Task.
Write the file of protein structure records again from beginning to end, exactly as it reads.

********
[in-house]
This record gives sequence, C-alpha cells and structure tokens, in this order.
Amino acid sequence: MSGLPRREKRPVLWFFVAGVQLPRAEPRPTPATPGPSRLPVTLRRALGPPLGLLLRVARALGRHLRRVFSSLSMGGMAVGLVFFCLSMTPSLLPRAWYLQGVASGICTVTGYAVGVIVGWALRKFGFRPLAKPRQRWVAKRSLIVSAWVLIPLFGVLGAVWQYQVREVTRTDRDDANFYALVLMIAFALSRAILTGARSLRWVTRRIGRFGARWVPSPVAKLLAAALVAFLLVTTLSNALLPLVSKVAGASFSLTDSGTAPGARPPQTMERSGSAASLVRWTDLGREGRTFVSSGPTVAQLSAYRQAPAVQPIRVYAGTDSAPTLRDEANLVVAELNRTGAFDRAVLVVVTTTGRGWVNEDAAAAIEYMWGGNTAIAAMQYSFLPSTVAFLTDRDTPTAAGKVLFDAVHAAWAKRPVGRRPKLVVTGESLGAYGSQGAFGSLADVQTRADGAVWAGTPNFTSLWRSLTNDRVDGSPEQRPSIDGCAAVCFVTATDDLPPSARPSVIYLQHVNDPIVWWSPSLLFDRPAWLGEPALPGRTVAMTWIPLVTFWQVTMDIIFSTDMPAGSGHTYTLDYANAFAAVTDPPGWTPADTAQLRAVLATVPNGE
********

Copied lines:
[in-house]
This record gives sequence, C-alpha cells and structure tokens, in this order.
Amino acid sequence: MSGLPRREKRPVLWFFVAGVQLPRAEPRPTPATPGPSRLPVTLRRALGPPLGLLLRVARALGRHLRRVFSSLSMGGMAVGLVFFCLSMTPSLLPRAWYLQGVASGICTVTGYAVGVIVGWALRKFGFRPLAKPRQRWVAKRSLIVSAWVLIPLFGVLGAVWQYQVREVTRTDRDDANFYALVLMIAFALSRAILTGARSLRWVTRRIGRFGARWVPSPVAKLLAAALVAFLLVTTLSNALLPLVSKVAGASFSLTDSGTAPGARPPQTMERSGSAASLVRWTDLGREGRTFVSSGPTVAQLSAYRQAPAVQPIRVYAGTDSAPTLRDEANLVVAELNRTGAFDRAVLVVVTTTGRGWVNEDAAAAIEYMWGGNTAIAAMQYSFLPSTVAFLTDRDTPTAAGKVLFDAVHAAWAKRPVGRRPKLVVTGESLGAYGSQGAFGSLADVQTRADGAVWAGTPNFTSLWRSLTNDRVDGSPEQRPSIDGCAAVCFVTATDDLPPSARPSVIYLQHVNDPIVWWSPSLLFDRPAWLGEPALPGRTVAMTWIPLVTFWQVTMDIIFSTDMPAGSGHTYTLDYANAFAAVTDPPGWTPADTAQLRAVLATVPNGE